Here’s my tentative answer to question (1), based on an earlier post: I think courts must refuse to interpret religious terms of wills and other such documents, because of what I call the No Religious Decisions strand of Establishment Clause caselaw. Here’s a very brief summary of that strand: In a long line of cases (such as Presbyterian Church in the United States v. Mary Elizabeth Blue Hull Memorial Presbyterian Church (1969)), the Supreme Court held that secular courts may not resolve religious questions, such as which rival church group most closely follows orthodox church teachings. Some states had rules, borrowed from English law, under which the more orthodox group would get to keep the church property, presumably on the theory that this would be more in keeping with what was intended by past donors to the church. But the Court held that such rules may not constitutionally be applied by civil courts…
Won’t be long before any opposition to Islam is an anti-Muslim crime in the US of A:
U.S. Attorney: Feds Could Challenge Missouri Anti-Sharia Legislation
â€‹U.S. Attorney for the Eastern District of Missouri Richard Callahan visited the Islamic Foundation of Greater St. Louis last night to address the fears and frustrations of Muslim Americans who worry they are being racially profiled and wiretapped — and to assure them that the Missouri Legislature’s attempts to ban Sharia law from being considered in state courts here could face Constitutional challenges.
Never ending grievance theater:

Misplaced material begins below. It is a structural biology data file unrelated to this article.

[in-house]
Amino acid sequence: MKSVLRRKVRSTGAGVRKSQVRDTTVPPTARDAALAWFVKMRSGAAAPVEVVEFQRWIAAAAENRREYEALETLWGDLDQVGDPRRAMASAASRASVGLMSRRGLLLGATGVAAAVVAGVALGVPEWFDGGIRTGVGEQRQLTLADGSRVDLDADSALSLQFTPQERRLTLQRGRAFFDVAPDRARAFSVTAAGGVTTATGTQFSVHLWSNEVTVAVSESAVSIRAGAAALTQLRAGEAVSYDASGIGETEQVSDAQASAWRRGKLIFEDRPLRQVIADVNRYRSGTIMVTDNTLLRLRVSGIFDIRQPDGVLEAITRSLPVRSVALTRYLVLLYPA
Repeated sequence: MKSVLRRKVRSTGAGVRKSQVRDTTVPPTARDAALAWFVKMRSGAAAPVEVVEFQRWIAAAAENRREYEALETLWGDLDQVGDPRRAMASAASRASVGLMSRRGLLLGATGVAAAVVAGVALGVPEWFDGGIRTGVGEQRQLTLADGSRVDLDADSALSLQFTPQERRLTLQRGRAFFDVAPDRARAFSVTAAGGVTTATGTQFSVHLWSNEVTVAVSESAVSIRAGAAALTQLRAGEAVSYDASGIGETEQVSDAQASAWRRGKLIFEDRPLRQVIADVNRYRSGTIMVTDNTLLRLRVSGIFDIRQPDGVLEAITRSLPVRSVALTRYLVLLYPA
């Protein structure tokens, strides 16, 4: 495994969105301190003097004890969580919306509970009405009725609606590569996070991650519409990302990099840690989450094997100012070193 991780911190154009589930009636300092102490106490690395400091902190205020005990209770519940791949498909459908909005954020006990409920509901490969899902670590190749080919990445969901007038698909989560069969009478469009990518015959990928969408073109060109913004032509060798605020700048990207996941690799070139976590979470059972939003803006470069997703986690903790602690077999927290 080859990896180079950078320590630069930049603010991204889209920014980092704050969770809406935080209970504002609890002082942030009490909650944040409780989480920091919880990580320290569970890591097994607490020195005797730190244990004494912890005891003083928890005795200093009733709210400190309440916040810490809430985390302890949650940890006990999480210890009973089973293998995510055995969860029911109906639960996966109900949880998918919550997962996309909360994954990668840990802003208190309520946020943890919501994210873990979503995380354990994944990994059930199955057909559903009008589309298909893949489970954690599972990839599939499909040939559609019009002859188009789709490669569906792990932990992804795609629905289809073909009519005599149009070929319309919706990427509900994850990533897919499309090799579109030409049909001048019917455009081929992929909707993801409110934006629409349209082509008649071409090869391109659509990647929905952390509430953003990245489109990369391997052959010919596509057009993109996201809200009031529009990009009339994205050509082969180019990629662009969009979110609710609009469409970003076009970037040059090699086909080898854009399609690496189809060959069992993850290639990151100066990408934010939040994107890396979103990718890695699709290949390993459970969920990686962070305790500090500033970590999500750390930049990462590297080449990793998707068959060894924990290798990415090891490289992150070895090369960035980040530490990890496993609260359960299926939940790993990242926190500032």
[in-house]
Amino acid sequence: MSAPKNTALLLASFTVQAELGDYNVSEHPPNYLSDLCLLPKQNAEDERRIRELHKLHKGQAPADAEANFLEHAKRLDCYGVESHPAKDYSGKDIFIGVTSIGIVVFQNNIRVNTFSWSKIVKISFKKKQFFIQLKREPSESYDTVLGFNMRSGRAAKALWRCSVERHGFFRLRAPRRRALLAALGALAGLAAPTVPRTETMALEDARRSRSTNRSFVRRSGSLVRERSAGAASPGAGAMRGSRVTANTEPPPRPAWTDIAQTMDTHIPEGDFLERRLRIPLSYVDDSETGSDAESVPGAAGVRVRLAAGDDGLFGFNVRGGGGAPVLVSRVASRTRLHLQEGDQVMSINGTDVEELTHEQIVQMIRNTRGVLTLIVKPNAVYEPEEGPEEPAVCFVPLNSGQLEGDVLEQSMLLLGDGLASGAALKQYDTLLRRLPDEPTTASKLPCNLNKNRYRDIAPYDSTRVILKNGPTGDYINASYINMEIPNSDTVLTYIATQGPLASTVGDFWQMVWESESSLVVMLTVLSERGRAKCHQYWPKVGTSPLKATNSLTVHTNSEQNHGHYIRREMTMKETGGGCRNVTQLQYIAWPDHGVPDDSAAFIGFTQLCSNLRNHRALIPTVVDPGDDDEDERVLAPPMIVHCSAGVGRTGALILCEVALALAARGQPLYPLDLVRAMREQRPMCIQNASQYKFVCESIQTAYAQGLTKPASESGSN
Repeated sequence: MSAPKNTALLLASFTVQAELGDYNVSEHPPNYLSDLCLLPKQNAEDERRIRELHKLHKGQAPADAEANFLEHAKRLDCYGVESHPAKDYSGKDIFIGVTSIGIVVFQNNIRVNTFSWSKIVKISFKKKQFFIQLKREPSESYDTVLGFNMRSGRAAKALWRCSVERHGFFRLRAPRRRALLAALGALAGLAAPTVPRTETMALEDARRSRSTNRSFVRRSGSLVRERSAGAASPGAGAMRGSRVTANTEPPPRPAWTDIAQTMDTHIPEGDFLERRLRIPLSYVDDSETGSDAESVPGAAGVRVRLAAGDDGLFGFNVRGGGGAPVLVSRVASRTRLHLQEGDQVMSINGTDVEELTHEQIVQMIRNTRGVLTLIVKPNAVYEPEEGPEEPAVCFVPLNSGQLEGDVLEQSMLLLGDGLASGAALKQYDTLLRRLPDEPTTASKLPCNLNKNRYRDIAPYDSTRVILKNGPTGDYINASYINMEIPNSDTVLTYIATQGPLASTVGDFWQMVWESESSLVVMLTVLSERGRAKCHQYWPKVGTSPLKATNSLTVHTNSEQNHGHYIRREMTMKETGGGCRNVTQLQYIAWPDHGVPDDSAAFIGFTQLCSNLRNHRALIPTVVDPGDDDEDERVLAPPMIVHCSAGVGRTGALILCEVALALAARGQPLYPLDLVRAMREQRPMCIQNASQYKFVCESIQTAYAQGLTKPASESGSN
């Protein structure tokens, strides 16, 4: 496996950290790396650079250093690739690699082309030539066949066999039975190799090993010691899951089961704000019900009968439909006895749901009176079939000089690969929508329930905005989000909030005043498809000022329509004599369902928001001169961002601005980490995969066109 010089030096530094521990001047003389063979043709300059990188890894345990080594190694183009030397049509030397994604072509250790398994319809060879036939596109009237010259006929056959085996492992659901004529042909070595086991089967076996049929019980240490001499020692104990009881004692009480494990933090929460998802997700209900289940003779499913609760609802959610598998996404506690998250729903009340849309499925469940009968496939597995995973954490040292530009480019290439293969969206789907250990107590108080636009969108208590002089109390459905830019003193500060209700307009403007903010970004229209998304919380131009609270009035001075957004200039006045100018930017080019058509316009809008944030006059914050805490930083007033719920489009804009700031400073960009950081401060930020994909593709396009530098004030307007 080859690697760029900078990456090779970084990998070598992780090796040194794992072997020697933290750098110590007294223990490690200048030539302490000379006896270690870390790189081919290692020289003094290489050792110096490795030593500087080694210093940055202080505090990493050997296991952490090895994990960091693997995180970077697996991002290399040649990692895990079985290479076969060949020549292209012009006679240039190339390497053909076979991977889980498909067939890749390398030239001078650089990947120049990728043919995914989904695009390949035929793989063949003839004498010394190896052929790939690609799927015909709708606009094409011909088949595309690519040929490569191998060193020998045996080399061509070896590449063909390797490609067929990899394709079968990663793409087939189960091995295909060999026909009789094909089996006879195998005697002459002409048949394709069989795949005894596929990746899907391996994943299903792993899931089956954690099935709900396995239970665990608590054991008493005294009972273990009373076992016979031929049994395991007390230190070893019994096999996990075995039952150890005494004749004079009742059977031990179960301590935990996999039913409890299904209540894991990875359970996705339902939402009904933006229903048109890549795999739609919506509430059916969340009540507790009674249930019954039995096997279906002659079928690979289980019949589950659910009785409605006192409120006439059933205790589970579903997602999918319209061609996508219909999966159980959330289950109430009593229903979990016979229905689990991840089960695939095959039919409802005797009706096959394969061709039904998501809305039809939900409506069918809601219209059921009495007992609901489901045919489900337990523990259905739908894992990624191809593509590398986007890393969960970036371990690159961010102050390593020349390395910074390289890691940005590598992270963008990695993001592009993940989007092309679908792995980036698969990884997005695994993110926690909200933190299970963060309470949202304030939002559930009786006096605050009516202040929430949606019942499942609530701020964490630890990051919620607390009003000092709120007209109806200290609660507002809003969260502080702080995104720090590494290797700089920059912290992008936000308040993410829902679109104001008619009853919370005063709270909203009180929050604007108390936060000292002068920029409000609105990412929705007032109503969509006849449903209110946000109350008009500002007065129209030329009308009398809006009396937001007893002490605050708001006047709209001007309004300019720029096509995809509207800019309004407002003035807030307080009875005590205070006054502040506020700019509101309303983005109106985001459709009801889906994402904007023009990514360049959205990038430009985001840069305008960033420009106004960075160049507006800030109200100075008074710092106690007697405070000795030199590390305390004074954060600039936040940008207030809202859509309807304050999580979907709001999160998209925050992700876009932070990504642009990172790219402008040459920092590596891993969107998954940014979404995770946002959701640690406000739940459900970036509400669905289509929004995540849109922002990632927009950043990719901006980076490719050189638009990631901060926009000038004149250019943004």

Seated in front of a large Muslim audience during a town hall-style meeting at the Ballwin mosque, Callahan anchored a panel that included fellow federal attorneys (one of whom was Muslim American), as well as three members of the FBI.
The tenor of the night was polite and respectful, but several members of the crowd expressed anger over what they perceive to be rising trends of Islamophobia in America over the past couple years, citing people burning the Koran and communities banning mosques as examples.
“There is a worse kind of Muslim hatred recently,” said Adil Imdad, one of the event’s organizers. “Especially in the last two years, Islamophobia and fear-mongering have been spreading like wildfire, and it’s causing a lot of stress for our youth.”
The problem is now hitting a little closer to home, said Imdad, pointing to three bills currently circulating through the state legislature that seek to limit Sharia law (Islamic law) in Missouri courts. Sharia law could come into play in rulings considering child custody or prisoner rights for Muslims. As we’ve reported, the bills haveÂ become a source of controversy.
Callahan responded by hinting that, should anti-Sharia legislation get passed by the Missouri Legislature, it could be overturned by the federal courts. “The Department of Justice has a good history of challenging laws passed by state legislatures,” he said. “If some laws are passed, I think you will see challenges by the federal government on the constitutionality of them.”
Audience members also pressed Callahan to respond to instances of being detained and questioned on return trips to America. They asked why the media doesn’t seem to cover hate crimes against Muslims, whether their phones are being tapped, and why women wearing hijabs seem to receive automatic pat-downs from TSA agents at airports.
“We come back to the United States and become personae non gratae,” said an audience member, addressing the FBI representatives on the stage. “We are detained endlessly for the stamps on our passports.”
Zia Faruqui, the Muslim American attorney on the panel, spoke to the crowd using several Arabic phrases, encouraging them to avoid hiding. He defended the justice system, citing 50 prosecutions in recent years against people charged with anti-Muslim crimes.